In 2001 Ms. Rabinowitz sent me a series of pointed and incisive questions. It also became clear to me that she was seeing in this story many of the elements of moral panic and witch hunt justice that drove the day care cases and others exposed in reports that earned her and The Wall Street Journal a Pulitzer Prize. Throughout 2001, hope began to build that a national story about the injustice that befell me was on the horizon.
Then came the dreaded letter of January 11, 2002 and the devastating news that the offices of The Wall Street Journal were destroyed in the terrorist attack on the World Trade Center four months earlier on September 11, 2001. The Journal had since been in the process of moving its offices from Liberty Street – directly adjacent to where the Twin Towers collapsed – to 1211 Avenue of the Americas. Though it was a relatively inconsequential aspect of the tragedy of that day of infamy, all that I had collected, copied, and sent over the previous three years was gone, simply gone, and hope was gone with it. We had to start over, and I wasn’t so sure that I could.
The bigger irony of this story is that if not for the attacks of 9/11, “A Priest’s Story,” the first installment of a three-part series by Dorothy Rabinowitz in The Wall Street Journal, would have preceded the Catholic Scandal of 2002. Instead, it came three years later in 2005. As powerful and well documented as these articles were, they could not overcome the prejudice of scandal shouted from the rooftops by the news media and the only people who were talking to them, SNAP and contingency lawyers, over the previous three years. Not even The Wall Street Journal could lift the millstone of scandal imposed in 2002.
Then came the great public shaming of those in the Catholic media who dared to break ranks and speak out against the tyranny of false witness. Father Neuhaus, who once defended due process and a presumption of innocence for Legionnaires of Christ founder, Father Marcial Maciel, was publicly shamed for it, and so were several other Catholic commentators. The company line was that to be accused is to be guilty, and asking questions or casting doubts merely “revictimizes the victims.”
In the rare case when someone in the Catholic media defended me, a prominent Catholic news editor wrote, “People defended Father Maciel too!” So his guilt became evidence of mine. This is exactly what I predicted would come about in the Church in my First Things letter, “A Catholic Rush to Judgment” in 1998:
“It is in the nature of witch hunts that those in politics, religion, and journalism who have promoted them, participated in them, or publicly endorsed them have done so under the guise of ‘the public good,’ and with a perceived ‘public sanction’ that has historically consisted of two equally influential components: the noise of a few, and the silence of many.” (Fr. Gordon J. MacRae, First Things, Feb. 1998)
THE COURAGE OF TRUTH
So what does all this have to do with PewSitter? James Todd launched the Catholic news site a year after The Wall Street Journal first exposed the truth in my case and met the shame-driven “silence of many” in the Catholic media. Since then, others have come around with some stand-out examples of truth and justice. Among them was an excellent against-the-tide article by Catholic Journalist, Brian Fraga in the National Catholic Register entitled, “New Hampshire Priest Continues the Long Road to Clear His Name” (NCRegister.com, March 8, 2015).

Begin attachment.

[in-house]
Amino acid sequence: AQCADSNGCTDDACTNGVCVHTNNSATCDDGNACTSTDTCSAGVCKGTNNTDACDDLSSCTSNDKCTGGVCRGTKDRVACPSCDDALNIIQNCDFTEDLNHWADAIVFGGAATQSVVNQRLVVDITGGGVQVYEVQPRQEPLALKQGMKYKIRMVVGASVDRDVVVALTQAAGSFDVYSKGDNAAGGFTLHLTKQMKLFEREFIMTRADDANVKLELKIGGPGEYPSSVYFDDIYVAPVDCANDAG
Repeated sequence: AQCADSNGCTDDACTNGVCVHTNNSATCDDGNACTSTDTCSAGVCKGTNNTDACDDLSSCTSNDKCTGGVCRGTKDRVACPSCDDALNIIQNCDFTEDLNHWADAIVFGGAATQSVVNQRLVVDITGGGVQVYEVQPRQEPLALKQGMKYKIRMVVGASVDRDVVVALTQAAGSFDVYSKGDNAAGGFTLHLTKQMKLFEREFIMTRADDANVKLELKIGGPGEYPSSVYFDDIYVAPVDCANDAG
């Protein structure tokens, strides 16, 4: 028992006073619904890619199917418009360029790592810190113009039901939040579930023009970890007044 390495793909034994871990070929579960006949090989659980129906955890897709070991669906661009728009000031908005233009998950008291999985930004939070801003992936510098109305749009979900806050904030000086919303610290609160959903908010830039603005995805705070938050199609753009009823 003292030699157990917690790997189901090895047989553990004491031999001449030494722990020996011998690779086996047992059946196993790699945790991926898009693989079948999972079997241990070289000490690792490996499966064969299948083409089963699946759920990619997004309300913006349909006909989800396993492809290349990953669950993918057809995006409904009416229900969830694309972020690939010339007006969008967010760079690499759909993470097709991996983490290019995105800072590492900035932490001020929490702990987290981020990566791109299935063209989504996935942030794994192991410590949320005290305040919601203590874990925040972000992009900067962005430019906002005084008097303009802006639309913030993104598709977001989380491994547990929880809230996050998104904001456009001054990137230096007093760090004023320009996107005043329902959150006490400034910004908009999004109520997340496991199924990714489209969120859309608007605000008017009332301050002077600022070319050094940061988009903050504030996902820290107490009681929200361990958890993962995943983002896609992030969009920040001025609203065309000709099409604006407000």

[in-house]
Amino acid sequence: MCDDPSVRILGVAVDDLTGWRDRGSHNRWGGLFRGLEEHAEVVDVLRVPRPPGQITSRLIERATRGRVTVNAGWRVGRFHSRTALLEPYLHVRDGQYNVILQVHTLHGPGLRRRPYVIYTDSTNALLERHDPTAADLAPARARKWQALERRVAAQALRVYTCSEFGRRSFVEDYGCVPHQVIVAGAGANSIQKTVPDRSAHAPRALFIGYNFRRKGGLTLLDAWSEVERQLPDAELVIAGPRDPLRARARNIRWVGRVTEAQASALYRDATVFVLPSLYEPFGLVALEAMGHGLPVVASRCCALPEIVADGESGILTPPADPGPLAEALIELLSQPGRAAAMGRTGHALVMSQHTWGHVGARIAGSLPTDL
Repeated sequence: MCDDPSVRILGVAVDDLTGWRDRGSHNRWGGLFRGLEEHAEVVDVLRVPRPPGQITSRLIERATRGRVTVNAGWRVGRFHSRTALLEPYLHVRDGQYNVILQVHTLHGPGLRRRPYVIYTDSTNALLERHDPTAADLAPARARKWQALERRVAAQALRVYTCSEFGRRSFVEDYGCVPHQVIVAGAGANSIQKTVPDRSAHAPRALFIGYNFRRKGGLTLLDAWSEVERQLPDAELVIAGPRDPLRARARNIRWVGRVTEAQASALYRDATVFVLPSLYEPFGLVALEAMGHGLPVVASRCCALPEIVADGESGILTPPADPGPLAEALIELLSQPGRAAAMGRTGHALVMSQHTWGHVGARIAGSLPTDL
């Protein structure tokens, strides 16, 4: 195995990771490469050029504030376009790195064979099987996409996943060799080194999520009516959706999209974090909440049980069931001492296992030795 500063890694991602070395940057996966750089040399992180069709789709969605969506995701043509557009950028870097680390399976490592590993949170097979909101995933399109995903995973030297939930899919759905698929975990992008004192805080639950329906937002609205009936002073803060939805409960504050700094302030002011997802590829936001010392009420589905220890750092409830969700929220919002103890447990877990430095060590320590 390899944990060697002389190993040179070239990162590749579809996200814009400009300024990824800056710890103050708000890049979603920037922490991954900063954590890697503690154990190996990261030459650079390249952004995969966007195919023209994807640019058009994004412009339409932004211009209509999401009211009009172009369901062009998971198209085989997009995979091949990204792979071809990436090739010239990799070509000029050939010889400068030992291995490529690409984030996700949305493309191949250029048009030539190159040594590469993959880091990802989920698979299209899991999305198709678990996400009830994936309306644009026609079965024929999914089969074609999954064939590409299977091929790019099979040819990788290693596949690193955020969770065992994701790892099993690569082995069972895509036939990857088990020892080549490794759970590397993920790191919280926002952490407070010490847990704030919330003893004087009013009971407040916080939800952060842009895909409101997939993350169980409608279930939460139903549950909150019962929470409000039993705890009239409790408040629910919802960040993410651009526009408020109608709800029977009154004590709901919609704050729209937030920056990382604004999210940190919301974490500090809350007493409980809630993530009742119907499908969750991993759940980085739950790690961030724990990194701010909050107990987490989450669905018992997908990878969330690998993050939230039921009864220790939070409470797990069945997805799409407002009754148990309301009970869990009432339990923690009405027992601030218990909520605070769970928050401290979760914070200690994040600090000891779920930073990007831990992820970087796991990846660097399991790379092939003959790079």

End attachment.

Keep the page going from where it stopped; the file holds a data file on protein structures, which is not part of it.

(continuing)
But what James Todd has done at PewSitter is different. He published and promoted some of the content of These Stone Walls when so many in the Catholic media avoid a mere mention of it. Just recall that silly Catholic media fiasco last year when These Stone Walls received over ninety percent of reader votes for a Catholic Social Justice award only to be overlooked in favor of a site that received three percent. Awards mean nothing to me, but agendas do, and the agenda behind that was dark and discouraging.
PewSitter is not driven by such mob mentality, nor does it exist for its dollar value. Its transparent agenda is simply to present Catholic news with fidelity to the word, “Catholic.” That platform has become another kind of success story with another sort of measure of success. PewSitter drew close to 6.5 million readers last year, and its only apparent source of revenue is Catholic advertising which places it in the category of a labor of love – for the faith, for the truth, and for the sometimes thankless apostolate not only of keeping Catholics informed, but of keeping the world informed about Catholics.
PewSitter was launched by James Todd on March 25, 2006, the Feast of the Annunciation, and I like to think there is some prophetic symbolism in that fact. I encourage the readers of These Stone Walls to visit PewSitter.com, to explore it a bit, Bookmark it, subscribe to its RSS feed, and share it on social media as a gesture of appreciation for neither limiting itself to the “the noise of a few” in this story, nor joining the “silence of many.”
James Todd never had to be asked. He arrived at These Stone Walls unbidden, and deemed some of what he saw to be worthy of PewSitter. From my perspective as a captive audience, it was an act of courage, that truly necessary thing to be a faithful Catholic in the digital public square.
Editors Note: Please share this post, and these others about secular and Catholic news media from These Stone Walls.
- The Lying Scheming Altar Boy on the Cover of Newsweek
- The Pulitzer Lies: David and the Truth About Goliath
- Why the Catholic Abuse Narrative Needs a Fraud Task Force
- Hitler’s Pope, Nazi Crimes and the New York Times
- The Catholic Press Needs to Get Over Its Fr Maciel Syndrome